In November, only eight of 53 schools in Tambura county were open, severely restricting the right to education for months. SSPDF-affiliated fighters used a primary school in Tambura town as their barracks for several weeks during the fighting until late October when government officials finally coaxed them into leaving. Such use of schools by armed actors runs contrary to the global Safe Schools Declaration, which the government endorsed in 2015, and undermines international human rights and humanitarian law.

Gender-based violence

High levels of conflict-related sexual violence and gender-based violence remained a concern. According to the UN, state security forces and non-state armed actors committed at least 63 incidents of sexual violence in conflict, affecting 89 women, girls and men, aged between two and 50, including rape, gang rape and forced nudity.


Impunity for crimes under international law and other gross human rights violations and abuses persisted. In January, the Council of Ministers approved a Ministry of Justice plan to establish the HCSS, the Commission for Truth, Reconciliation and Healing (CTRH), the Compensation and Reparation Authority and other justice-related provisions in the peace agreement. At the end of the year, however, the government had only reconstituted the technical committee for the establishment of the CTRH, and a UN agency had begun training committee members. The government seemingly prioritized truth over trials, continuing to delay and block the establishment of the HCSS which, if operational, would be mandated to investigate and prosecute crimes under international law.3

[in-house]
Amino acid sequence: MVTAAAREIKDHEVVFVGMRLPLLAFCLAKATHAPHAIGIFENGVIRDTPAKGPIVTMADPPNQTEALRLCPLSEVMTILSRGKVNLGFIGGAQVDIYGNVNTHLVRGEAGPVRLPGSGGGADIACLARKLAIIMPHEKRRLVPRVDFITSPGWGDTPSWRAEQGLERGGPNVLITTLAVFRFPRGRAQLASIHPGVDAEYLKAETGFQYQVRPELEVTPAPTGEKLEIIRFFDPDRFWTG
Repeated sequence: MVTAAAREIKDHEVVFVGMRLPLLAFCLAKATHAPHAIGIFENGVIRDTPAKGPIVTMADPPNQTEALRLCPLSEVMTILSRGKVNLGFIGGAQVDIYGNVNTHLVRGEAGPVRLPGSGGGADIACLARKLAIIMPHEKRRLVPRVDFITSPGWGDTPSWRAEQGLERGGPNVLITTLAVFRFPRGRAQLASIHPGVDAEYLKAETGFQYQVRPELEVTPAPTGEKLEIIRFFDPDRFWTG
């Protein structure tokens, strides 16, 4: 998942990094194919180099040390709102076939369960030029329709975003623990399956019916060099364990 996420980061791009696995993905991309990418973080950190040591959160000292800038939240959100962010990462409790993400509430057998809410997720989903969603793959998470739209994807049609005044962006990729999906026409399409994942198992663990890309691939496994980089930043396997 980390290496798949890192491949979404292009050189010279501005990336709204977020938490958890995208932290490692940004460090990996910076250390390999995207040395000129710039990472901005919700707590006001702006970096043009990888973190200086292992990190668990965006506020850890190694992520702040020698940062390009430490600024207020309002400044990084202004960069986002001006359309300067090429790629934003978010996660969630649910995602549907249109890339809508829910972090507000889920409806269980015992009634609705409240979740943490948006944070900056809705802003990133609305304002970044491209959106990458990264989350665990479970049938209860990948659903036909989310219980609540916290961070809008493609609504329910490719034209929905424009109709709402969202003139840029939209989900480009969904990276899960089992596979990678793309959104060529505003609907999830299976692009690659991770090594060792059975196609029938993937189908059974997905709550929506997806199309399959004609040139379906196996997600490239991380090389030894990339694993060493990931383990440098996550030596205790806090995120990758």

The 2008 Penal Code had still not been amended to include crimes under international law. While the Gender Based Violence and Juvenile Court remained operational, no conflict-related sexual violence cases were brought to trial.

Arbitrary arrests and detentions

Throughout the year, the National Security Service (NSS) continued to arbitrarily arrest and detain real or perceived government opponents and critics for prolonged periods, including journalists and civil society members. Between 2 and 30 August, government actors arbitrarily arrested at least 14 people nationwide in relation to calls for peaceful protests. In Yei, two civil society members, as well as a bishop and a student, were detained in a military intelligence detention facility with limited or no access to their lawyers for almost two months. Kuel Aguer Kuel, one of the PCCA founders, was arrested by NSS officers on 2 August and remained in Juba Central Prison4 at the end of the year (see below, Freedom of expression, association and assembly).